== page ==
Finding cosmic objects that blow our minds and are very far away from us is one thing, but how about finding them in our own cosmic backyard? There are plenty of wonderful things in our solar system, too, and humanity hasn’t yet discovered all of them.
Today, we’ll be going a bit beyond our solar system: ‘only’ 90 light-years away from Earth. Just several stars are separating us from the G 9-40b exoplanet, one that is at least twice as massive as our beloved planet and about the same size as Neptune.
It’s a gigantic Super-Earth
G 9-40b is classified as a gigantic Super-Earth, and it was discovered last year by NASA using the space telescope Kepler. If you’re planning a vacation on G 9-40b, by any chance, you should cancel it immediately. Not because there is no known way of traveling 90 light-years during a human lifetime (maybe you discovered the secret for teleportation, and you keep it by yourself, who knows), but because the planet’s surface is like a vision of Hell.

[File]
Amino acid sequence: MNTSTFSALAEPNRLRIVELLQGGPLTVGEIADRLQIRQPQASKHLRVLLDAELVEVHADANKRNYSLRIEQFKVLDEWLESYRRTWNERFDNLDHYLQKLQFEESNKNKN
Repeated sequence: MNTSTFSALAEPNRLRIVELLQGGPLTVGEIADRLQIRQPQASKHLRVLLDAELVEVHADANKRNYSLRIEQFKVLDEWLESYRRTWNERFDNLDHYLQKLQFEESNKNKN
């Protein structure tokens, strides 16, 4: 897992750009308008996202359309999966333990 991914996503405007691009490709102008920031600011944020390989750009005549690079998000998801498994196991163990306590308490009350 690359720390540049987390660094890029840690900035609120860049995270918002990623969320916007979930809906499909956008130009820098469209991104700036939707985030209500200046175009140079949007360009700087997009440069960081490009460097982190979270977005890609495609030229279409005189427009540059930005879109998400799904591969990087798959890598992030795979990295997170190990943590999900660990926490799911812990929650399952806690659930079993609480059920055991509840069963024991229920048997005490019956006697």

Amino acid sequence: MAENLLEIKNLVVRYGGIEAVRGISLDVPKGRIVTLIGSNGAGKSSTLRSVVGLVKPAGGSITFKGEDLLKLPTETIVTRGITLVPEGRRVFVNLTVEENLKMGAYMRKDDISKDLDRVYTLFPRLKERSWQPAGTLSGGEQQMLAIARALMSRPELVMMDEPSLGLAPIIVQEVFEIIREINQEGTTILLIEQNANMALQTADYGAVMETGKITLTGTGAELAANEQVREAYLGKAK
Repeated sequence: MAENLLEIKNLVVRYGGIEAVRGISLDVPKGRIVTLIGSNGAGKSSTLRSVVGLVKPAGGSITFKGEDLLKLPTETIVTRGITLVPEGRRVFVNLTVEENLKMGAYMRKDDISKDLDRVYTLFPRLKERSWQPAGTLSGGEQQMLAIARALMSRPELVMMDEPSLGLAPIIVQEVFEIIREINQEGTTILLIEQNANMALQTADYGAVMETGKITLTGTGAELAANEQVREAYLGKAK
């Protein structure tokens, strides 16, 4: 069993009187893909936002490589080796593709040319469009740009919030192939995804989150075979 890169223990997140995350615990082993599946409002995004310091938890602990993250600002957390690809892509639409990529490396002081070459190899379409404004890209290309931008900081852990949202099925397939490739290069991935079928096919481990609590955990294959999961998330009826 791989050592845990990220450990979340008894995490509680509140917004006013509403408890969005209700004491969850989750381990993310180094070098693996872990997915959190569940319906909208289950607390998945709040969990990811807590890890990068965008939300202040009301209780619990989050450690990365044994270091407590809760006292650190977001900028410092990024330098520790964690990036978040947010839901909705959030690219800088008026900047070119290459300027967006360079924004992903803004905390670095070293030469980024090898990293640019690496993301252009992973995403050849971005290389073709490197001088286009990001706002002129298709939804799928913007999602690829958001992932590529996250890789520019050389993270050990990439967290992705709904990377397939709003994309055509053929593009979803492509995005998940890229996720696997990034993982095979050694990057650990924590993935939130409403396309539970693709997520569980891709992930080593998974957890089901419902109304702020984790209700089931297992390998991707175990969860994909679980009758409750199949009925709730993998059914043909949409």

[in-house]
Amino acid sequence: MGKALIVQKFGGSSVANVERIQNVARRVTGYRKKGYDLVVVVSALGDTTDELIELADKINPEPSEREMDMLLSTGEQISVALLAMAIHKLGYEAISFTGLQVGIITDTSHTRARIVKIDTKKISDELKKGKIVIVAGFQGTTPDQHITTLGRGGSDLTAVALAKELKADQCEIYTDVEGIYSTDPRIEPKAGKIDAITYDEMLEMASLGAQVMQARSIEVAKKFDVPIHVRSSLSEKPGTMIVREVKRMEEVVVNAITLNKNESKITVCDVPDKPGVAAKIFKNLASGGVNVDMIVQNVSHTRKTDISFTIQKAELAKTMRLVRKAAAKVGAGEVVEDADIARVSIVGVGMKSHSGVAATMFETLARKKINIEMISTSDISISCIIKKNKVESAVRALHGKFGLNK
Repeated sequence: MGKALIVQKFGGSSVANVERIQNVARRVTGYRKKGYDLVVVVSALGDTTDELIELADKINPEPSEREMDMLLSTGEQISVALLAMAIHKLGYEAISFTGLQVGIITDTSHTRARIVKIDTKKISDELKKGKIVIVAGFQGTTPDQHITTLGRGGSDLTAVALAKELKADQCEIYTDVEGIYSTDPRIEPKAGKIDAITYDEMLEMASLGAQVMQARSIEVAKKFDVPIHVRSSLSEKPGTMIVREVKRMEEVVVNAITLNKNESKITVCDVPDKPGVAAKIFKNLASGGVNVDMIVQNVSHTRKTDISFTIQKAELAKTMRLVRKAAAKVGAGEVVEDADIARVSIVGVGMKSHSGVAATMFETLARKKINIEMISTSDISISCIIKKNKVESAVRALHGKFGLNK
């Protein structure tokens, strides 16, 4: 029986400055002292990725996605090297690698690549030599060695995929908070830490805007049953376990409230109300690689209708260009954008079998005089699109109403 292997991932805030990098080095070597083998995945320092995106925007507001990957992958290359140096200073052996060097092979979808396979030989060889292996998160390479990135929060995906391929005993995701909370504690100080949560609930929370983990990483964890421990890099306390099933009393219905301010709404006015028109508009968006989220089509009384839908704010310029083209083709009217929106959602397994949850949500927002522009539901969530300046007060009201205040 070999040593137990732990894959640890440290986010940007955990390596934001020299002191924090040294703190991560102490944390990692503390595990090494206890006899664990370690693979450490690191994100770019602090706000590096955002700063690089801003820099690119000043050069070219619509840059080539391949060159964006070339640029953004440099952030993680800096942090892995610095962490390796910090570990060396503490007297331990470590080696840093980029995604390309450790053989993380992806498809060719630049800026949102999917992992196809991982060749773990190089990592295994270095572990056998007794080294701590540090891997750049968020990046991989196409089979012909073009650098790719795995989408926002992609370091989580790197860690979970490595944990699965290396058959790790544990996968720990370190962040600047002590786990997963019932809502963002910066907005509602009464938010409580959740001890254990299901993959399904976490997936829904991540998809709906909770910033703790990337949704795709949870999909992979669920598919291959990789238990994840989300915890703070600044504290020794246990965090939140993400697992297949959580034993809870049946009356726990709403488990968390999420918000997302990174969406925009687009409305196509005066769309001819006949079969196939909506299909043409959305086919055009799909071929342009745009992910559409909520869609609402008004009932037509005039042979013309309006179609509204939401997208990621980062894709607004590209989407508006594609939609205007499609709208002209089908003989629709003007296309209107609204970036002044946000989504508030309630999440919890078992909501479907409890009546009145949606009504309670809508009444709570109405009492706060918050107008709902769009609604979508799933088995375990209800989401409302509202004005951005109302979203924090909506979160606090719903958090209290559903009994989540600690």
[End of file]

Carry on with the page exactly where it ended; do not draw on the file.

G 9-40b has 3,100 degrees Celsius (or 5,600 Fahrenheit) at its surface, and there isn’t any known creature that can survive such a temperature.
Gudmundur Stefansson, who is the lead author of a paper about the gigantic planet, said about the celestial object that it’s “among the 20 closest transiting planetary systems known, and is currently the second-closest transiting planets discovered by the K2 mission to date,”
However, astronomers are seeking further insights about the newfound Super-Earth, and they are planning to take another good look at it by using NASA’s upcoming James Webb Space Telescope. This majestic creation will be ready for exploring space starting in March 2021.
In order to obtain more info about what is G 9-40b made of, astronomers used The Habitable Zone Planet Finder (HPF), a planet-hunting instrument connected to the Hobby-Eberly Telescope.